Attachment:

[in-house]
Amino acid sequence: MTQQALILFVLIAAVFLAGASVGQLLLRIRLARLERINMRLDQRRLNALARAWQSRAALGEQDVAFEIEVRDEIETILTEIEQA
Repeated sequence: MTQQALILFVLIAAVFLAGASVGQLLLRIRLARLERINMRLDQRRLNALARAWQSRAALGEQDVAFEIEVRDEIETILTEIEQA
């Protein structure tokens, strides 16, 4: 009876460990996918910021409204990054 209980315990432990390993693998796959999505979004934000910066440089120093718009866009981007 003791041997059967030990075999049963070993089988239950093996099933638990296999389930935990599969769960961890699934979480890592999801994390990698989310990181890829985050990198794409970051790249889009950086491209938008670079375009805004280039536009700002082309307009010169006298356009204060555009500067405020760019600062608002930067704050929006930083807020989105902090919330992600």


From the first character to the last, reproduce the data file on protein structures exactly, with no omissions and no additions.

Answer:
[in-house]
Amino acid sequence: MTQQALILFVLIAAVFLAGASVGQLLLRIRLARLERINMRLDQRRLNALARAWQSRAALGEQDVAFEIEVRDEIETILTEIEQA
Repeated sequence: MTQQALILFVLIAAVFLAGASVGQLLLRIRLARLERINMRLDQRRLNALARAWQSRAALGEQDVAFEIEVRDEIETILTEIEQA
């Protein structure tokens, strides 16, 4: 009876460990996918910021409204990054 209980315990432990390993693998796959999505979004934000910066440089120093718009866009981007 003791041997059967030990075999049963070993089988239950093996099933638990296999389930935990599969769960961890699934979480890592999801994390990698989310990181890829985050990198794409970051790249889009950086491209938008670079375009805004280039536009700002082309307009010169006298356009204060555009500067405020760019600062608002930067704050929006930083807020989105902090919330992600």